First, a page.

Ms. Marvel (Disney+) review: Heartwarming and incredibly fun
Ms. Marvel review: Heartwarming and incredibly fun
Note: This review was first published on 7 June 2022.
As it launches on Disney+ on June 8, Ms. Marvel has big shoes to fill. It is the latest in a long line of stellar series set in the Marvel Cinematic Universe, including WandaVision, Hawkeye, Loki, and Moon Knight, and the bar has been set incredibly high.
And from the first looks of it, it looks to be living up to those expectations quite comfortably. Only the first two episodes have been made available for early review, but I'm already invested in Kamala Khan (Iman Vellani), the biggest Captain Marvel fan on the planet and soon-to-be superhero.
I should point out that I'm not familiar with Ms. Marvel's comic book version, so I have no issues with the way her powers differ from the comics. I am, however, a big fan of everything MCU, and as far as I'm concerned, Ms. Marvel looks like she belongs up there with the best of them.
Kamala Khan is a Muslim American teenager growing up in Jersey City. She's also got a supersized imagination, fond of daydreaming about fantastical what-ifs. When she gets superpowers just like the heroes she looks up to, she's obviously thrilled and keen to follow in their footsteps.
Ms. Marvel clearly derives from the same pedigree as earlier MCU films and series, but it still manages to find its own unique identity. As a "brown girl" from Jersey City, as she describes herself, Kamala couldn't be further from your typical superhero stereotype. But there is no disputing that she is a hero – because heroes come in all shapes, sizes, and colours. Ms. Marvel is a beautiful testament to the fact that you don't have to look like the heroes you look up to to also be one.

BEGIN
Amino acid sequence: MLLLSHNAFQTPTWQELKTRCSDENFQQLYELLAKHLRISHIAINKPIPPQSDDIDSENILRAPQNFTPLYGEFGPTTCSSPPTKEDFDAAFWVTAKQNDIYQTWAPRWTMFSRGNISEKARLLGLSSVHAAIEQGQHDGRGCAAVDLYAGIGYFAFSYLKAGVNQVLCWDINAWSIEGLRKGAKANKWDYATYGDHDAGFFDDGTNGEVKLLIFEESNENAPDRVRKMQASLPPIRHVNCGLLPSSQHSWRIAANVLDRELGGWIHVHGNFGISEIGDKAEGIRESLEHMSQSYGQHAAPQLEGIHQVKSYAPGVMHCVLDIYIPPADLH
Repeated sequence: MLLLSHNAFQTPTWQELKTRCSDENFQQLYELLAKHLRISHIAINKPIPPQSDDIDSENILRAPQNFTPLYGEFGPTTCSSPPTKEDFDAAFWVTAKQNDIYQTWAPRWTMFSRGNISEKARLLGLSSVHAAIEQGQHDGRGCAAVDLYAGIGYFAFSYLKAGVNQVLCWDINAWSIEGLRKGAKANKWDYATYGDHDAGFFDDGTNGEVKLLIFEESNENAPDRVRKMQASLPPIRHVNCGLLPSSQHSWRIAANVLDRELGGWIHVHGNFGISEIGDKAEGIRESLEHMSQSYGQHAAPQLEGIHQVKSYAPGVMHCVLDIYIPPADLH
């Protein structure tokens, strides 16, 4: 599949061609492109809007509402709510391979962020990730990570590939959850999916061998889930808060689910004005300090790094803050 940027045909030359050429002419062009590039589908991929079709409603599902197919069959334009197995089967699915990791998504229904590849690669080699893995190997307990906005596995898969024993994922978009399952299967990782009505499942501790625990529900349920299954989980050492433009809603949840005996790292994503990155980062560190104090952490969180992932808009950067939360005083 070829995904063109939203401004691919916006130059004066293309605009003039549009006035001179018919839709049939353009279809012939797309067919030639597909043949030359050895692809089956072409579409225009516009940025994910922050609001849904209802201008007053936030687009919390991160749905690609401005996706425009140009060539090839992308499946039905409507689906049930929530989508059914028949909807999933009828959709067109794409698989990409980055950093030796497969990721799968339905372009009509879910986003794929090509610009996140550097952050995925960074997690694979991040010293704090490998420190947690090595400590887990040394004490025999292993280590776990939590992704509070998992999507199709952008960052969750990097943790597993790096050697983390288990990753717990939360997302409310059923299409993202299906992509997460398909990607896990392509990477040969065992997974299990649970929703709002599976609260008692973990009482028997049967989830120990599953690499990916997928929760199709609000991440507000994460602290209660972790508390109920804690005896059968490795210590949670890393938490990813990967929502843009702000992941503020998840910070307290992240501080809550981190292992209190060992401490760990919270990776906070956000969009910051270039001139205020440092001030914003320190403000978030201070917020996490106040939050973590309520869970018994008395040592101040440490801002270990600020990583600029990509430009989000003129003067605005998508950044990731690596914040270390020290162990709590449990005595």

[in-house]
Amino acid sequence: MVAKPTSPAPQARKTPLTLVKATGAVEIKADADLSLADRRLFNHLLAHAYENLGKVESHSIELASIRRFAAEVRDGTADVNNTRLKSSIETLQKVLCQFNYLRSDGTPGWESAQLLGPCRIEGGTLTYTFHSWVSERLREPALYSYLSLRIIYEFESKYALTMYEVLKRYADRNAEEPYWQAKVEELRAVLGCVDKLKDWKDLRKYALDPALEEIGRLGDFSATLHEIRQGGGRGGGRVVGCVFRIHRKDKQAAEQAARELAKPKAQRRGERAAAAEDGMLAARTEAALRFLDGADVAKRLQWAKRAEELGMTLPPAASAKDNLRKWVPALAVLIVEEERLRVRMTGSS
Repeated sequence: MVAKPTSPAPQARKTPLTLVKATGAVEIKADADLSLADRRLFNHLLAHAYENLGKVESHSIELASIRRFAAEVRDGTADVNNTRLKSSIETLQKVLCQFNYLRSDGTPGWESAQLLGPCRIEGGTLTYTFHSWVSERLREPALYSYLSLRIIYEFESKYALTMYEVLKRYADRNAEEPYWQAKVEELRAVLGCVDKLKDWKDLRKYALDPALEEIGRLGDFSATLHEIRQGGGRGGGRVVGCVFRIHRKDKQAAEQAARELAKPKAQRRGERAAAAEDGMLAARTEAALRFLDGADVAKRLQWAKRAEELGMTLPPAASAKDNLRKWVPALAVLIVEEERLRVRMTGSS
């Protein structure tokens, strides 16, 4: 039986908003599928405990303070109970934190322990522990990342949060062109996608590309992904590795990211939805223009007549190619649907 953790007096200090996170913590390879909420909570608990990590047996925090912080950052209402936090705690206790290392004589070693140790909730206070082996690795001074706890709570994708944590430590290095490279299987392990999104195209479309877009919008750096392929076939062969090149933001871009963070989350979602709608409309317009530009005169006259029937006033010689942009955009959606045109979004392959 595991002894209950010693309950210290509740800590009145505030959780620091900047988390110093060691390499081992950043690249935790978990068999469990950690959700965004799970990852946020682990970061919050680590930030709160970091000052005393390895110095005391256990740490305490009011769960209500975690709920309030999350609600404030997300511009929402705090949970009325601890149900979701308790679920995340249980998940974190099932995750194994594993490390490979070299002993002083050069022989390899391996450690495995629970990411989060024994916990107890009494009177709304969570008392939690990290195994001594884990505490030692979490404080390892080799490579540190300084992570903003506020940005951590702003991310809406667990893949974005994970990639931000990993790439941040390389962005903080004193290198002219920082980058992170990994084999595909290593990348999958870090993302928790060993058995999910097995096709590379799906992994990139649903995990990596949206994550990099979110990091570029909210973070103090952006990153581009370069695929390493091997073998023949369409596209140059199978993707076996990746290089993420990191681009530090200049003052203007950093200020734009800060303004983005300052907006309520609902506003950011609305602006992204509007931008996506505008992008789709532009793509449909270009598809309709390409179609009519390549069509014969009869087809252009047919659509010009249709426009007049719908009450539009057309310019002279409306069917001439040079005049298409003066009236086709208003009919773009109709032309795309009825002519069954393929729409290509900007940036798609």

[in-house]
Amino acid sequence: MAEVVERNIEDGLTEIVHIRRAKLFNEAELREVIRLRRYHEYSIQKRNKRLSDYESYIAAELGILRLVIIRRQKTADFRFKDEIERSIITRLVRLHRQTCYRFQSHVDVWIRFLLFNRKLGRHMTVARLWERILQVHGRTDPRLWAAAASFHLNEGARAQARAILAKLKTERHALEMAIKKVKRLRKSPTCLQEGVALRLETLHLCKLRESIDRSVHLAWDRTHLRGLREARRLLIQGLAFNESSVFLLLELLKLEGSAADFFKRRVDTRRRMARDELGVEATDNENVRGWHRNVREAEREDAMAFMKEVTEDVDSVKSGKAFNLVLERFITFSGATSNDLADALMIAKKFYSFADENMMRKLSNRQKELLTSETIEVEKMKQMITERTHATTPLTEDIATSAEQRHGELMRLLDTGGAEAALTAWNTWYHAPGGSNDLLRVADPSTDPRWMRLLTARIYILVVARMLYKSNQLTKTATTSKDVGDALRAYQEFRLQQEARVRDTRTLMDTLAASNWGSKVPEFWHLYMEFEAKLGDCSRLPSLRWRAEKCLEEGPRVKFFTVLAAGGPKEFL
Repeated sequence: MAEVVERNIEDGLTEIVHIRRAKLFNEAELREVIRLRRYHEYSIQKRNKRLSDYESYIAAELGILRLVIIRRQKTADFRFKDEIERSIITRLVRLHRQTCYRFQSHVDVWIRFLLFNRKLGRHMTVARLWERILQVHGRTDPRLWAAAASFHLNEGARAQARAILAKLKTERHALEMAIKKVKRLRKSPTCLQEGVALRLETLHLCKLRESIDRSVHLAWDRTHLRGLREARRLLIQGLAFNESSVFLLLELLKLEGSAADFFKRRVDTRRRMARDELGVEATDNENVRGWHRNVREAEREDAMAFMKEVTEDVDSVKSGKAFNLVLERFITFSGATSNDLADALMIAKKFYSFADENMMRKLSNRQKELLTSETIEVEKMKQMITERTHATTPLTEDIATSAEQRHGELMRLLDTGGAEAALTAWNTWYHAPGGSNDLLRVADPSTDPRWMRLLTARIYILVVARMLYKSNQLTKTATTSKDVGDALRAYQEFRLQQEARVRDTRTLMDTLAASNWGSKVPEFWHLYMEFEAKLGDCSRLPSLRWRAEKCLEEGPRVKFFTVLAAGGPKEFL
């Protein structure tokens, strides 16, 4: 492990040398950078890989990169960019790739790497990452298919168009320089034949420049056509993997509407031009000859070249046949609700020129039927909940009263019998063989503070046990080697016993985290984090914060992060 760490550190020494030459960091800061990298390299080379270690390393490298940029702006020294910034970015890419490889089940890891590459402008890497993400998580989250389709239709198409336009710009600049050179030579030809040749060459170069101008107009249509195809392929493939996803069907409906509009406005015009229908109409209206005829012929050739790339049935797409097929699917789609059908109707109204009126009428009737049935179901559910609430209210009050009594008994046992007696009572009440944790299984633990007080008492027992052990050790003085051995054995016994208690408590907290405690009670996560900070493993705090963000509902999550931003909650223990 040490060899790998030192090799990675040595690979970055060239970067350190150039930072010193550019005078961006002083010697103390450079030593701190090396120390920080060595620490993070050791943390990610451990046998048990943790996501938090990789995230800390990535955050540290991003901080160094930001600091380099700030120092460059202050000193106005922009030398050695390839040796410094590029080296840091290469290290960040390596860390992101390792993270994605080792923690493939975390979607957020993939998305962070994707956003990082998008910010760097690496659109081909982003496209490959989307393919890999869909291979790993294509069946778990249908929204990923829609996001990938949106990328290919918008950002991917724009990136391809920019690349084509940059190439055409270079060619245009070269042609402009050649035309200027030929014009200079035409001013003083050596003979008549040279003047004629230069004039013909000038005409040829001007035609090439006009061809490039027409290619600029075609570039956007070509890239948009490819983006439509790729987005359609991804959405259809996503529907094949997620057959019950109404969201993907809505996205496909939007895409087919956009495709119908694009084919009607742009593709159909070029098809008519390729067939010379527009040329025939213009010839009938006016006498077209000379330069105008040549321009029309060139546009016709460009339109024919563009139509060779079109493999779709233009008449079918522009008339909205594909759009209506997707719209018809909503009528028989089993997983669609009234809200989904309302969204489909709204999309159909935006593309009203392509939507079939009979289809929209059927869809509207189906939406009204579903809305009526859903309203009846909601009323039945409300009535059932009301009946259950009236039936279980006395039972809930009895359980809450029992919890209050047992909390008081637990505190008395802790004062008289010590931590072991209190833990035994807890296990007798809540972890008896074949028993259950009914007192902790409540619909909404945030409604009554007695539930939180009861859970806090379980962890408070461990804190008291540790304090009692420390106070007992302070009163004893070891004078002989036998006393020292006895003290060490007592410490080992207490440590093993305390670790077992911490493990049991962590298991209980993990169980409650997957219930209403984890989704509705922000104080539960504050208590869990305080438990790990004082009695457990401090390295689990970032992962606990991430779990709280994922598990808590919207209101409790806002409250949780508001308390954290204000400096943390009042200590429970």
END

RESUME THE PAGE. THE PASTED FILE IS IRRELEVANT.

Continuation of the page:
As a Pakistani-American teenager, Kamala and her close friend Nakia Bahadir (Yasmeen Fletcher) are often perceived as either too ethnic or too white, as Nakia puts it herself. But the show also reminds us that we should be proud of our differences. Kamala's powers are derived from a magical bangle, an item that is closely intertwined with her family, heritage, and history.
I also appreciate the time dedicated to getting viewers acquainted with Kamala's family and community. It helps ground the series in reality, reminding us that our heroes are made the more enthralling because they are also human. Kamala may have been imbued with cosmic powers, but she is also a teenager that has to scramble because she is late to prayer and happened to also just fail her driving test.
The show is a heartwarming coming-of-age superhero origin story, and we get to witness Kamala's journey to master her newfound powers and use them for good. She is passionate, awkward, and delightfully nerdy, and it's difficult to not root for her with everything you have.
And as she strains under the yoke of loving but overprotective parents, audiences are transported back to the days of teenage angst and high school drama, when figuring out how to sneak out of the house was the biggest problem you had to contend with.
Ms. Marvel is suffused with a warm glow and innocence that will endear it to even the most cynical viewer, and it is paired with stunning visuals and witty dialogue. It is funny and light-hearted, and a big win for Muslim representation and other marginalised communities in the MCU.
Ms Marvel will be available for streaming on Disney+ starting from 8 June 2022. New episodes will be available every Wednesday.